Hemophilia patients and treaters have seen the development of several exciting breakthroughs in hemophilia therapies. However, there is a significant gap of knowledge that needs to be addressed in the coming years. There is now evidence from gene therapy clinical trials to consider AAV vector gene transfer an effective option, at least in the short-to-medium term. Long-term efficacy and safety have not yet been assessed and will need to be thoroughly evaluated. The potential loss of factor expression is an important consideration. The impact of liver growth and dilution of transduced hepatocytes in younger patients is not fully understood yet. Possibly, integrating lentivirus-based strategies could overcome these obstacles. Also, it is still unclear whether the immune tolerance induction that has been achieved via AAV transfection in animal models will also translate in humans. This might be important when considering the treatment in patients with high-risk mutations for inhibitors, personal history of inhibitor, or when patients with active inhibitors are considered for gene therapy. Another restriction could be the presence of already established immunity to the viral capsid, limiting the access to this treatment or a re-dosing. However, at least for some of the gene therapy treatment options (AMT-060, AMT-061; UniQure) it seems that pre-existing neutralizing antibodies to AAV5 did not compromise the sustained production of FIX in three participants.

Novel nonfactor replacement therapies, namely bispecific antibodies with FVIII mimetic properties, and drugs which affect endogenous anticoagulants such as AT and TFPI are attractive alternative approaches to the achievement of hemostasis amongst PwH. In some circumstances though, its use has been associated with thrombosis. Three thrombotic microangiopathy and twovenous thromboembolism cases have been reported under prophylaxis with emicizumab. All the thromboembolic events occurred during adjunctive treatment with aPCC for breakthrough bleeds, and specifically the thrombotic risk seems to be related to the high doses used in those cases. One fatal thrombotic event was also reported in a HA patient on a clinical trial with fitusiran, as mentioned above. The management of breakthrough bleedings at the time of concomitant nonfactor replacement therapy will become a more frequent aspect of the activities of hemophilia treaters. Also, there is very little experience with the use of nonfactor product prophylaxis and the perioperative hemostatic management. In these settings, the presence of antidotes could be helpful to effectively and safely restore the blood coagulation. At this time, no antidotes are available, except for recombinant AT, which should be able to reverse fitusiran.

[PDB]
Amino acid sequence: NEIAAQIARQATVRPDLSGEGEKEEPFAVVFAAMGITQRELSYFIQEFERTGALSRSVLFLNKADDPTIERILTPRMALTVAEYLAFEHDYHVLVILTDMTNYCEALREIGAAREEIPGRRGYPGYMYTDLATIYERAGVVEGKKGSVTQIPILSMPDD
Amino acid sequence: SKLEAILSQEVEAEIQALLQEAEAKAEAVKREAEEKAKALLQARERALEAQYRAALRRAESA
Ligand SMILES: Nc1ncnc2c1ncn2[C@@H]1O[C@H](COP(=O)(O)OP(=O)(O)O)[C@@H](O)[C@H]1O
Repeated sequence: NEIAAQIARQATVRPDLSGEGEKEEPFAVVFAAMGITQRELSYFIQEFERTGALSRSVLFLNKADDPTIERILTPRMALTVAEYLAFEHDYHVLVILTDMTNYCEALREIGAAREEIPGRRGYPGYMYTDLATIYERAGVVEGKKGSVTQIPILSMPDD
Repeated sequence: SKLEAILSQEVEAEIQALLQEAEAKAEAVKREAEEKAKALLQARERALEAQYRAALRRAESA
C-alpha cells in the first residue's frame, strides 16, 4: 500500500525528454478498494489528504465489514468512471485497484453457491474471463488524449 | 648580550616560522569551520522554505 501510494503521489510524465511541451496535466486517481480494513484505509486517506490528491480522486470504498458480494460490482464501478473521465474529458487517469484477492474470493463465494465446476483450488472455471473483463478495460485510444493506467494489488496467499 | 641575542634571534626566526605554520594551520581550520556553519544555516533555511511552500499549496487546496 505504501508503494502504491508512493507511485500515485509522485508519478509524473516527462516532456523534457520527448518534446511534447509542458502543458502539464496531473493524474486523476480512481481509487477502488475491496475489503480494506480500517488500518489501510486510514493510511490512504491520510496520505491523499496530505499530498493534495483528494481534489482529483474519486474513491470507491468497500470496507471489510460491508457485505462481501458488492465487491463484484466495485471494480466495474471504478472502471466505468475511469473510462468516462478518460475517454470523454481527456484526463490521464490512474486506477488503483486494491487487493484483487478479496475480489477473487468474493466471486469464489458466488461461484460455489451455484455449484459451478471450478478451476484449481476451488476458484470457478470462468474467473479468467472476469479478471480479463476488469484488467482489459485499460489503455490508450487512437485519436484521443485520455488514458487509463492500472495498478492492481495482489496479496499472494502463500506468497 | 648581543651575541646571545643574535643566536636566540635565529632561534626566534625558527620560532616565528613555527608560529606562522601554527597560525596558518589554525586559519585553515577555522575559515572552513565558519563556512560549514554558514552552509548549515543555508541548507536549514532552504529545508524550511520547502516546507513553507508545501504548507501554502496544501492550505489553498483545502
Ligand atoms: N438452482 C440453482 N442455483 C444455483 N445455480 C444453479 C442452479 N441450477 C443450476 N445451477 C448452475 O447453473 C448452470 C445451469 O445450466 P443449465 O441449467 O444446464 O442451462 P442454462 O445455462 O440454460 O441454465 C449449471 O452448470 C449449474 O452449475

Moreover, data are lacking concerning the effect of new prophylaxis regimens with nonfactor agents on the occurrence of inhibitors, considering variations in terms of timing and intensity of FVIII exposure. The achievement of immunotolerance will remain a goal of treatment, and currently there are ongoing studies aimed at exploring the possibility to achieve FVIII tolerance while obtaining protection from bleeding with emicizumab. If this approach will be proven successful, the patients that have obtained FVIII-specific tolerance could potentially switch back to factor prophylaxis. On the other hand, if the patient is to be maintained on emicizumab alone after the ITI, the duration of the immune tolerance in the absence of regular FVIII infusion is not known and potentially a break in tolerance might occur.


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The Evolution of Laboratory Diagnostics in Hemophilia

With the changing landscape of hemophilia care, the requirements from a laboratory diagnostic perspective have increased substantially. Here, we review the need for specialized coagulation assays in a time whenmany new hemostatic therapeutics are currently available and will become increasingly available. Of paramount importance is for laboratories to have a communication mechanism in place with clinicians to identify which hemostatic product is being used to facilitate an appropriate testing strategy to best inform clinical decision making.

Factor Assays and Extended Half-Life Products

Critical and implicit to the proper management of patients with HA and HB is the ability to monitor FVIII and FIX levels, respectively,[78] when patients receive plasma-derived or recombinant factor concentrate. There are two different functional assays to measure factor activity, the one-stage clot-based assay and the chromogenic assay,[79] with the former historically being more widely used.

The clot-based assay measures how patient plasma shortens the activated partial thromboplastin time (aPTT) of FVIII or FIX-deficient plasma. The factor-deficient plasma and the patient sample are preincubated with a contact activator and phospholipids while calcium chloride is later added to initiate fibrin clot formation.[80] The FVIII or FIX concentration in the patient plasma is thus presumably the rate-limiting determining factor of the aPTT.

The chromogenic assay consists of two time-dependent tests that ultimately measure FXa production, which is assumed to be proportional to the amount of FVIII or FIX present in the patient sample that is derived from a standard curve.[79] [81] [82] Bethesda inhibitor assays, Nijmegen modified or not, are then based on the type of factor assay used in a given laboratory.